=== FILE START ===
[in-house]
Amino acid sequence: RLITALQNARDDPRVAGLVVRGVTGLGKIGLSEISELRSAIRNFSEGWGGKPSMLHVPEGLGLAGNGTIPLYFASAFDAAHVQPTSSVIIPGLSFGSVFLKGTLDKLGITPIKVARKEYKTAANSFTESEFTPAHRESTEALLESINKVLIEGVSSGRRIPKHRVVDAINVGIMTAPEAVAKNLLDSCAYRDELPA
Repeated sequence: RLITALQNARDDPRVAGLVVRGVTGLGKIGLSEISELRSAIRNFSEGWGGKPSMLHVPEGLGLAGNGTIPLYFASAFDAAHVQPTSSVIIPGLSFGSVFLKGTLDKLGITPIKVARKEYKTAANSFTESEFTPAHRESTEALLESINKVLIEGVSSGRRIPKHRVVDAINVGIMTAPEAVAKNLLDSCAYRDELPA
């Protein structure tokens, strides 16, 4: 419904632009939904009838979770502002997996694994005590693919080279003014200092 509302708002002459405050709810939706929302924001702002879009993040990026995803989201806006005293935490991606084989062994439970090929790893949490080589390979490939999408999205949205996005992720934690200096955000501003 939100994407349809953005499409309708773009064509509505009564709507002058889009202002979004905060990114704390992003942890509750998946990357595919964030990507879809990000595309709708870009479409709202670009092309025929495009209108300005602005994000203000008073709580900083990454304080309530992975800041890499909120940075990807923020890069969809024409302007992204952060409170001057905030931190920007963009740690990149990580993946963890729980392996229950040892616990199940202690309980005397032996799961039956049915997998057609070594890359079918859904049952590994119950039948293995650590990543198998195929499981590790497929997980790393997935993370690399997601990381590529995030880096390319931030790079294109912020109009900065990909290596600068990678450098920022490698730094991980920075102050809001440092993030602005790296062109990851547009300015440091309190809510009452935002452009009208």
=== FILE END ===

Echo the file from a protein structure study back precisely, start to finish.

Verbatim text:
[in-house]
Amino acid sequence: RLITALQNARDDPRVAGLVVRGVTGLGKIGLSEISELRSAIRNFSEGWGGKPSMLHVPEGLGLAGNGTIPLYFASAFDAAHVQPTSSVIIPGLSFGSVFLKGTLDKLGITPIKVARKEYKTAANSFTESEFTPAHRESTEALLESINKVLIEGVSSGRRIPKHRVVDAINVGIMTAPEAVAKNLLDSCAYRDELPA
Repeated sequence: RLITALQNARDDPRVAGLVVRGVTGLGKIGLSEISELRSAIRNFSEGWGGKPSMLHVPEGLGLAGNGTIPLYFASAFDAAHVQPTSSVIIPGLSFGSVFLKGTLDKLGITPIKVARKEYKTAANSFTESEFTPAHRESTEALLESINKVLIEGVSSGRRIPKHRVVDAINVGIMTAPEAVAKNLLDSCAYRDELPA
């Protein structure tokens, strides 16, 4: 419904632009939904009838979770502002997996694994005590693919080279003014200092 509302708002002459405050709810939706929302924001702002879009993040990026995803989201806006005293935490991606084989062994439970090929790893949490080589390979490939999408999205949205996005992720934690200096955000501003 939100994407349809953005499409309708773009064509509505009564709507002058889009202002979004905060990114704390992003942890509750998946990357595919964030990507879809990000595309709708870009479409709202670009092309025929495009209108300005602005994000203000008073709580900083990454304080309530992975800041890499909120940075990807923020890069969809024409302007992204952060409170001057905030931190920007963009740690990149990580993946963890729980392996229950040892616990199940202690309980005397032996799961039956049915997998057609070594890359079918859904049952590994119950039948293995650590990543198998195929499981590790497929997980790393997935993370690399997601990381590529995030880096390319931030790079294109912020109009900065990909290596600068990678450098920022490698730094991980920075102050809001440092993030602005790296062109990851547009300015440091309190809510009452935002452009009208």